Why Health and Wellness is Important—Even in the Face of Budget Cuts

March 08, 2016 | Written By:

On a good day, the job of a principal in Chicago Public Schools (CPS) is challenging. And, given the financial challenges facing the district, most days are even more challenging.

Just last month, the district announced mid-year budget cuts—totaling $85 million through the end of the year. These cuts forced principals to rework their plans for the remainder of the school year.

One of the schools hit by a budget cut was Irma C. Ruiz Elementary School in Chicago’s Pilsen neighborhood. Dana Butler is the principal there and serves on our Fit to Learn Principal Advisory Board. Fit to Learn is a professional development program that makes healthy habits part of how kids learn and engages teachers and principals in prioritizing health and wellness in the classroom and throughout the school.

Just a few weeks ago, Butler was a speaker at our 10th Annual Principals’ Breakfast and gave a powerful testimonial about the important connection between student health and learning and the important role schools play in supporting student wellness. Ruiz Elementary recently found out it achieved Level 1 status—the second highest of five ratings according to CPS’ School Quality Rating Policy. Butler attributes that success to his focus on health and wellness.

But these mid-year cuts will force many principals to make some hard choices throughout the rest of the school year. Often these hard decisions look like making the choice between art or recess or hiring a librarian or a physical education teacher. “We do this work for the children, we do this work for the community, and we do the best we can,” Butler says. “But we can do so much better if we’re given adequate resources to do health and wellness in our schools.”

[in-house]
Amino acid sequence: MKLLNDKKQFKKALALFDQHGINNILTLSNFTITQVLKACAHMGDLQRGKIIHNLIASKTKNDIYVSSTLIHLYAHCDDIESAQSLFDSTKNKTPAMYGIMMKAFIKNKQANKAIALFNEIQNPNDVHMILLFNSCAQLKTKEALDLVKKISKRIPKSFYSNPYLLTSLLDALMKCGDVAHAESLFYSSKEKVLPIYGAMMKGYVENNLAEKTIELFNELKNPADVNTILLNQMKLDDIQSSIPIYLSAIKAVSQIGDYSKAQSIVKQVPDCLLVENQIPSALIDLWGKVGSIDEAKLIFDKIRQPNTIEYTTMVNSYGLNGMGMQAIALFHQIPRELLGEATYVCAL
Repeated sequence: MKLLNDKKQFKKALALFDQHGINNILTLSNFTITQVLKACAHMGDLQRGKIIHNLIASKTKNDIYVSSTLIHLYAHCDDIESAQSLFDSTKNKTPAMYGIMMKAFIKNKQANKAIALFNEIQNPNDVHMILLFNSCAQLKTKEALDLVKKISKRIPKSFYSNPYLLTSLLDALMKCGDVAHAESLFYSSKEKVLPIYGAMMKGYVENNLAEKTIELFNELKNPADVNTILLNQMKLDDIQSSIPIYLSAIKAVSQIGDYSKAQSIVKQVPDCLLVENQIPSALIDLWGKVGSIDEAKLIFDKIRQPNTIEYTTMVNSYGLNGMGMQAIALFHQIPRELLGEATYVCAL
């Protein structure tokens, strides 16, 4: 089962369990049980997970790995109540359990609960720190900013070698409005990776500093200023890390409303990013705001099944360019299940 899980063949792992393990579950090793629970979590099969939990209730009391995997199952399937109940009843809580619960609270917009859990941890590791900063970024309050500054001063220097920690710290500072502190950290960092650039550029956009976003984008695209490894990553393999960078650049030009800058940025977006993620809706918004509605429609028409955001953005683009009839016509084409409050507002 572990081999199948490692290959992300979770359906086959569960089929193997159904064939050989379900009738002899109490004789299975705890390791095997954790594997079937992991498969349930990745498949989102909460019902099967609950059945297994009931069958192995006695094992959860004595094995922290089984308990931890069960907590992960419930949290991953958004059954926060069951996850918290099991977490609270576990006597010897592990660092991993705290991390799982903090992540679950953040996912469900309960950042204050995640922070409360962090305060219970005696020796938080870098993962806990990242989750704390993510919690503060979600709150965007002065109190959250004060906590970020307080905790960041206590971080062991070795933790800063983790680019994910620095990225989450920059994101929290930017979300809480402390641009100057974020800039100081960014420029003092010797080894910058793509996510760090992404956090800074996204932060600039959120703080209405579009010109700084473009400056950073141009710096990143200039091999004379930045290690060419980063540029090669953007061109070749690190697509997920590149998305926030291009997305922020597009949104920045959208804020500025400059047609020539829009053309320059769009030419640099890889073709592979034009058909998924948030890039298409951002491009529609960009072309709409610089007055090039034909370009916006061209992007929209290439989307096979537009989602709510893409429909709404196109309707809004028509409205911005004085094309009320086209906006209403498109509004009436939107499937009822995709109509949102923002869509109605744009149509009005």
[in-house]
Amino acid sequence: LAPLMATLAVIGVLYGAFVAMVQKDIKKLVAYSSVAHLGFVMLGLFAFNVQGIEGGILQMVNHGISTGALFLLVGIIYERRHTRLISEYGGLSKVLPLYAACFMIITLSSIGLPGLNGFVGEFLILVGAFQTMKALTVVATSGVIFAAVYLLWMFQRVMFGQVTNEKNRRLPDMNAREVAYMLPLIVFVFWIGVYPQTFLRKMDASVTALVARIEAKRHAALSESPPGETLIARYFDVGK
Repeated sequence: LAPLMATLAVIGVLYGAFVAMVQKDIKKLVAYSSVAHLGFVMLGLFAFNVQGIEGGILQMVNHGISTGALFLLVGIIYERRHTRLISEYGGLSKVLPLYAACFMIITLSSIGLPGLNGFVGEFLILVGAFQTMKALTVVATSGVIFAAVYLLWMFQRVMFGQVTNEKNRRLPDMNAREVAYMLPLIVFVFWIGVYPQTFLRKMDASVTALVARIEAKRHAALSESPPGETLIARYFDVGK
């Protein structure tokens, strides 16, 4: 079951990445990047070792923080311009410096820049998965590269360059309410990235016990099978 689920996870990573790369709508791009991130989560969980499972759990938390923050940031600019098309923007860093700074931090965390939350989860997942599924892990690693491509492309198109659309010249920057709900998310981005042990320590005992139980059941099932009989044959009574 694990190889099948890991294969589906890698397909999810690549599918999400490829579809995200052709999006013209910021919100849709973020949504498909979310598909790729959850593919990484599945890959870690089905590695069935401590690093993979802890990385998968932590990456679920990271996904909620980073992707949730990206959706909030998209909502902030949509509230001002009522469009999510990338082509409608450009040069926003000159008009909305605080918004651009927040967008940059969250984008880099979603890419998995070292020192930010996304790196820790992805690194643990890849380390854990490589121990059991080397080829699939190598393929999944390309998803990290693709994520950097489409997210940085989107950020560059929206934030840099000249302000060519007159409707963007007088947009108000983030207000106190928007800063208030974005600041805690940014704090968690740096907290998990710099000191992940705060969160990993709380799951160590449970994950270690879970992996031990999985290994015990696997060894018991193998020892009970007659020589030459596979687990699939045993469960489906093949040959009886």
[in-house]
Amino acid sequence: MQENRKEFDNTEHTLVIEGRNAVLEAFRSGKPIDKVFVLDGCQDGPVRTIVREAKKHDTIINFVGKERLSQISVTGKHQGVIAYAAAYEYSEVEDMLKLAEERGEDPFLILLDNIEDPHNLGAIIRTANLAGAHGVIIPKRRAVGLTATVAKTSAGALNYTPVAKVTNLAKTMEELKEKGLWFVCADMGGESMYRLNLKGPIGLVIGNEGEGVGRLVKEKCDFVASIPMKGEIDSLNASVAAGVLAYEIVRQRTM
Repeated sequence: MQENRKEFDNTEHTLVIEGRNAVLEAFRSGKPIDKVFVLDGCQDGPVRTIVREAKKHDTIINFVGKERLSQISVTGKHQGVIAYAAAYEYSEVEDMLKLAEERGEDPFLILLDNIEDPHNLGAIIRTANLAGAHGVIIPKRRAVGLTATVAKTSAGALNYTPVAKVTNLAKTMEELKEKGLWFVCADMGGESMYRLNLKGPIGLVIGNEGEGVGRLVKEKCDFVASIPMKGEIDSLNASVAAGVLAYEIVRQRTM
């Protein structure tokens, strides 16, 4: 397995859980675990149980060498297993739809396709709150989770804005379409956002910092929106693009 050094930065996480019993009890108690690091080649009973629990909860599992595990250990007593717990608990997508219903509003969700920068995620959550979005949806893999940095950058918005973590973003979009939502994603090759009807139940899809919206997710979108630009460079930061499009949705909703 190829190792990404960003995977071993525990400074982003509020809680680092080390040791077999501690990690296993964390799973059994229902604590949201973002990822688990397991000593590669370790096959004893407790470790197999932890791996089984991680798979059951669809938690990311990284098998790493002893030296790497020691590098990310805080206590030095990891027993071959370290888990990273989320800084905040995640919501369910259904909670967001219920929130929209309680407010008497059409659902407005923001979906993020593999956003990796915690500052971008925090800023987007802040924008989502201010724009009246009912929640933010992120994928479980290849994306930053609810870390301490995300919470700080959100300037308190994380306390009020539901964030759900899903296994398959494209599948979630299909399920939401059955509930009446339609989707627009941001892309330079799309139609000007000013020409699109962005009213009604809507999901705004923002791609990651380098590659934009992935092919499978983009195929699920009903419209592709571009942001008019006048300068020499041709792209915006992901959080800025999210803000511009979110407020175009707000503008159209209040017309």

Butler says he can manage with what he has right now, but questions if that’s enough: “Is that doing right by our schools?”

With the kind of budget crisis facing CPS, hard decisions are unavoidable. But supporting the health and wellness of our students needs to be a priority because it affects every aspect of students’ lives. CPS students—more than 85 percent of whom are low-income and 85 percent of whom are students of color—are at an increased risk for health conditions that affect their ability to learn.

Research continues to document what parents and teachers know: Healthy students are better prepared to learn. Healthy children are better prepared to live happy, productive lives. The reality is that schools must prioritize student health and wellness issues in order to achieve their core goal of educating students—even during times of budgetary crisis. We hope local, city and state leaders can come together to do what’s best for our schools.

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